This post was originally published on Forbes Mar 2, 2015Lois Lerner might have had a bit of a breathing spell for a couple of days before the announcements about more e-mails being found. It was so short that it has largely been missed, but since I am playing catch-up I noticed it. Lerner's brief reprieve was the work of Judge Sidney Fitzwater, a Reagan appointee, of the District Court for the Northern District of Texas. Judge Fitzwater's decision in Freedom Path Inc v Lois Lerner et al at least gets Lois Lerner out from under one lawsuit. Freedom Path was suing Lois Lerner, unnamed officials of the IRS, the IRS and the United States. The suit was about targeting FP due to its conservative views as it was applying for exempt status, illegally releasing information about FP and the general use of a "facts and circumstances" test in the IRS evaluation of political activities. Freedom Path complained in its lawsuit about the slow pace of its application and additional intrusive questions. Also a copy of its application (Form 1024) was released to ProPublica. On the application FP had indicated that it would not be engaging in political activity. ProPublica released a story Controversial Dark Money Group Among Five That Told IRS They Would Stay Out of Politics, Then Didn't that mentioned Freedom Path as one of the five. In April 2013 Freedom Path was asked for further information, which it was hesitant to release because of the disclosure to ProPublica. The IRS then offered FP the opportunity to enter into a new expedited process, but that did not work for them.
Under this process, Freedom Path could obtain approval of its pending application if it made certain representations regarding the organization's past, current, and future spending on political activities. Freedom Path alleges that it declined to participate in this optional expedited process because it viewed the required representations as unconstitutionally broad and as an IRS attempt to force Freedom Path to relinquish some of its First Amendment rights.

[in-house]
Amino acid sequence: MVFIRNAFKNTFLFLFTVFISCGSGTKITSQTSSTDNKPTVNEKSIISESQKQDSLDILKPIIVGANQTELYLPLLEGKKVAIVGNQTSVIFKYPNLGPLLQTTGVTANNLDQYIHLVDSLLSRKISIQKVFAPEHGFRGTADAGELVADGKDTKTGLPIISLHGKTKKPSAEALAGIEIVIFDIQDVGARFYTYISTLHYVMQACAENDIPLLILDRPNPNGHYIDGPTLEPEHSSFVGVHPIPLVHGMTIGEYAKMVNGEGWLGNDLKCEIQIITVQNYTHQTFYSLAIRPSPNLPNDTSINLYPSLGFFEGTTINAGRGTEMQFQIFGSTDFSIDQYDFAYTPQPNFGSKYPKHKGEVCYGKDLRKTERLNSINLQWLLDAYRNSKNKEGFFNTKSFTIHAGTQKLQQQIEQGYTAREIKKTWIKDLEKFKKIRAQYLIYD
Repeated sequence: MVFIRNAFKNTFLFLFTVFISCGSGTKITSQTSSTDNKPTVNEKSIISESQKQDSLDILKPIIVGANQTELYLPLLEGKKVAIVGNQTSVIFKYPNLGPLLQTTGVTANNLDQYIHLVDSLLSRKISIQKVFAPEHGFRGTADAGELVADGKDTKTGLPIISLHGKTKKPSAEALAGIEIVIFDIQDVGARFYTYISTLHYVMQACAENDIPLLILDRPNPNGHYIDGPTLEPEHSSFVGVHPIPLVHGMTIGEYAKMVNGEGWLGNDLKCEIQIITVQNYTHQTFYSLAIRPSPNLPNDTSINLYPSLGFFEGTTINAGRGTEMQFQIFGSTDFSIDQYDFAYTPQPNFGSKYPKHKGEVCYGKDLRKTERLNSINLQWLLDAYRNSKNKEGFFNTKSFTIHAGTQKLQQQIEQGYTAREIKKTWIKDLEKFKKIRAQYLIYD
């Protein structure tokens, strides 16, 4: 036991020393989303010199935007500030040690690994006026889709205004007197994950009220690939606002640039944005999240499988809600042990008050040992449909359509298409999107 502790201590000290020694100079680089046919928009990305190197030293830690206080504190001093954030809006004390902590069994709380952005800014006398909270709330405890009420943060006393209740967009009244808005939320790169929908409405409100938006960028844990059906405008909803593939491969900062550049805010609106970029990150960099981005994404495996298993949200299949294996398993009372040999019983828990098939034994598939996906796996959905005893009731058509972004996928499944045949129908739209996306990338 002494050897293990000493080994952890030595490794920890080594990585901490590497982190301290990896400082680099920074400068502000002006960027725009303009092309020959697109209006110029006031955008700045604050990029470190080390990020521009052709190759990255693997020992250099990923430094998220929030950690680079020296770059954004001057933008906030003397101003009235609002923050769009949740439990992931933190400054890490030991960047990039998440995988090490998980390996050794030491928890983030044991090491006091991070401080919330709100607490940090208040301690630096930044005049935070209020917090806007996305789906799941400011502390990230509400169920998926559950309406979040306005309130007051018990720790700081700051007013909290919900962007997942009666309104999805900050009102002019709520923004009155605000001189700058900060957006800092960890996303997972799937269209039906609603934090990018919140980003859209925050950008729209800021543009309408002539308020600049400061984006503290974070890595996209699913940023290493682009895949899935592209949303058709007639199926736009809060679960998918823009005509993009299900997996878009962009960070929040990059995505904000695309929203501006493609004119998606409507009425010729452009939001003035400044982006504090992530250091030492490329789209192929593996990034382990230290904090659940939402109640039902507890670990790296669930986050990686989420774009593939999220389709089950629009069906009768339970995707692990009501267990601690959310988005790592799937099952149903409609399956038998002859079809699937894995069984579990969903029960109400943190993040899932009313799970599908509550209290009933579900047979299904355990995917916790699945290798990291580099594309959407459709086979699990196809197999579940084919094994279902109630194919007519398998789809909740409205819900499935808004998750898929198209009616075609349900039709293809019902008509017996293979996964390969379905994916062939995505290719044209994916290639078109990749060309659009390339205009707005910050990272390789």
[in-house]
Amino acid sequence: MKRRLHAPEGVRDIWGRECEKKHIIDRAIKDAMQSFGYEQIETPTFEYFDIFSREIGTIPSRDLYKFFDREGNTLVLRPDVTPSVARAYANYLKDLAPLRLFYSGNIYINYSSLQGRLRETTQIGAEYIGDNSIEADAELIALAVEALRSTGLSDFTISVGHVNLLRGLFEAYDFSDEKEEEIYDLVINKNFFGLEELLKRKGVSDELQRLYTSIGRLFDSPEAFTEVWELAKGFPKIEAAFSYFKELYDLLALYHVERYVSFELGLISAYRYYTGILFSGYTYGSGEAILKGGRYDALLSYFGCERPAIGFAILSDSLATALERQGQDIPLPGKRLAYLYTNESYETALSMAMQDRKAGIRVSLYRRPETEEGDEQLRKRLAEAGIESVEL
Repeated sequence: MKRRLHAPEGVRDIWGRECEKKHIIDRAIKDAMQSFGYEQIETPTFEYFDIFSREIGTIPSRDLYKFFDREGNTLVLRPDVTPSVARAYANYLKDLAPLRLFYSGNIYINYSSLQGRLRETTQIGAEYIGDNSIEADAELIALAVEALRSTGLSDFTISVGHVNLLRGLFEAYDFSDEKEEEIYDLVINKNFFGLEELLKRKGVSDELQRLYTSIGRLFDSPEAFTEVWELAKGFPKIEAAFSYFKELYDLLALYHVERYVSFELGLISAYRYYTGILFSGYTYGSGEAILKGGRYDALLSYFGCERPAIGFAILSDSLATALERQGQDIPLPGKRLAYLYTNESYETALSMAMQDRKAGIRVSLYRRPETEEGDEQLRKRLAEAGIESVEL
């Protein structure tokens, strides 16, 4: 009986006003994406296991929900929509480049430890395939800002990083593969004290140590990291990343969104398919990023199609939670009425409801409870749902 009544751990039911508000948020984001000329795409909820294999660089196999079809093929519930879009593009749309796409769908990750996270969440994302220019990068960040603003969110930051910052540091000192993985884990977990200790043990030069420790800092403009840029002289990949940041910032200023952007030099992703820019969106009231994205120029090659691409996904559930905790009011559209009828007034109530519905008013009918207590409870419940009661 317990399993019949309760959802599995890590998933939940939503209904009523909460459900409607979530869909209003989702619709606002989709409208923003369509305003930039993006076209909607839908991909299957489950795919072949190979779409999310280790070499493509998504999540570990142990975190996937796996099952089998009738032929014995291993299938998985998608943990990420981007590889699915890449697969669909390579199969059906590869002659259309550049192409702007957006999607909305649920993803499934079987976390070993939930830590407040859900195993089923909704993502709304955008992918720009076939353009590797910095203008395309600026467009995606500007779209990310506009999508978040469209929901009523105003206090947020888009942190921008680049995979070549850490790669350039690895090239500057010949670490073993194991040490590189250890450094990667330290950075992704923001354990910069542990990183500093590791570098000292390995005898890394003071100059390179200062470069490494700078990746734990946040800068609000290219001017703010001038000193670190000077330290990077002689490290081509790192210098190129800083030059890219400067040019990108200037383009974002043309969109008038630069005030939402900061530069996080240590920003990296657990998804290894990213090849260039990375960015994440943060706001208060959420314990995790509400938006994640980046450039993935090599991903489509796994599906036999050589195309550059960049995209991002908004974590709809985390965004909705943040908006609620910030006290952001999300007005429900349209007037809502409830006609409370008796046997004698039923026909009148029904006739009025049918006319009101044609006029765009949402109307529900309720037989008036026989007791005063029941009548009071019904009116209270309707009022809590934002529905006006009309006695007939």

Freedom Path maintains that it has made a prima facie showing of in personam jurisdiction based on Lerner's contacts with the state of Texas in connection with the IRS's unconstitutional scheme to target conservative organizations like Freedom Path. Alternatively, Freedom Path requests leave to conduct limited jurisdictional discovery to demonstrate Lerner's contacts with the state of Texas.
In Freedom Path's complaint, its only allegations related to the court's power to exercise personal jurisdiction over Lerner are that she oversaw the IRS's Office of Exempt Organizations, whose Examinations unit was headquartered in Dallas, Compl. ¶ 13, and that she sent an email to the Director of the Examinations unit, located in Dallas, regarding an audit of an organization not involved in the present case, Compl. Ex. 10 at 4; P. Resp. 3–4. These allegations are insufficient to make a prima facie showing of either specific jurisdiction or generalin personam jurisdiction over Lerner. Freedom Path has certainly failed to make a prima facie showing of general jurisdiction, that is, that her affiliations with the state of Texas are so continuous and systematic as to render her essentially at home in Texas. And it has also failed to make a prima facie showing of specific jurisdiction. Freedom Path does not allege that Lerner took any actions in Texas that are relevant to its complaint or that she directed any actions at Texas. In fact, Freedom Path does not even allege that Lerner had any personal involvement with its application for tax-exempt status or was even aware of the application.
In count IV, Freedom Path challenges as unconstitutional the IRS's use of certain policies and procedures to target conservative organizations for heightened review of applications for tax-exempt status. Although the IRS's adherence to these policies and procedures may ultimately culminate in a final decision regarding Freedom Path's tax-exempt status, the use of these policies and procedures neither marks the consummation of the IRS's decisionmaking process nor determines Freedom Path's rights or obligations or precipitates legal consequences. Therefore, the policies and procedures that Freedom Path challenges in count IV do not constitute final agency actions, as § 704 requires to state a claim for relief under the APA. Because Freedom Path's claims in count IV arise under the APA's general provisions and do not challenge final agency action, the court concludes that count IV does not state a claim on which relief can be granted, and it grants the federal defendants' motion to dismiss count IV under Rule 12(b)(6).
Nearly two years after the IRS was exposed for improperly sidetracking requests for tax exemptions from tea party groups, POLITICO has learned that at least a half-dozen conservative applicants are still waiting for an answer.
Without an answer, Freedom Path, currently suing the IRS, stopped operating in late spring of 2012 out of concern that it would be denied tax-exempt status and forced to pay back taxes. It also feared donor information could be revealed to the IRS. Freedom Path exists mostly in name now. It doesn’t even have a website. It’s “six-figures” in debt for legal bills suing the IRS. “We’ve had to reduce all of our expenses, and really we’re in a position now where we’re just struggling with legal bills,” Bensing said. “We’re closer to bankruptcy than to solvency.”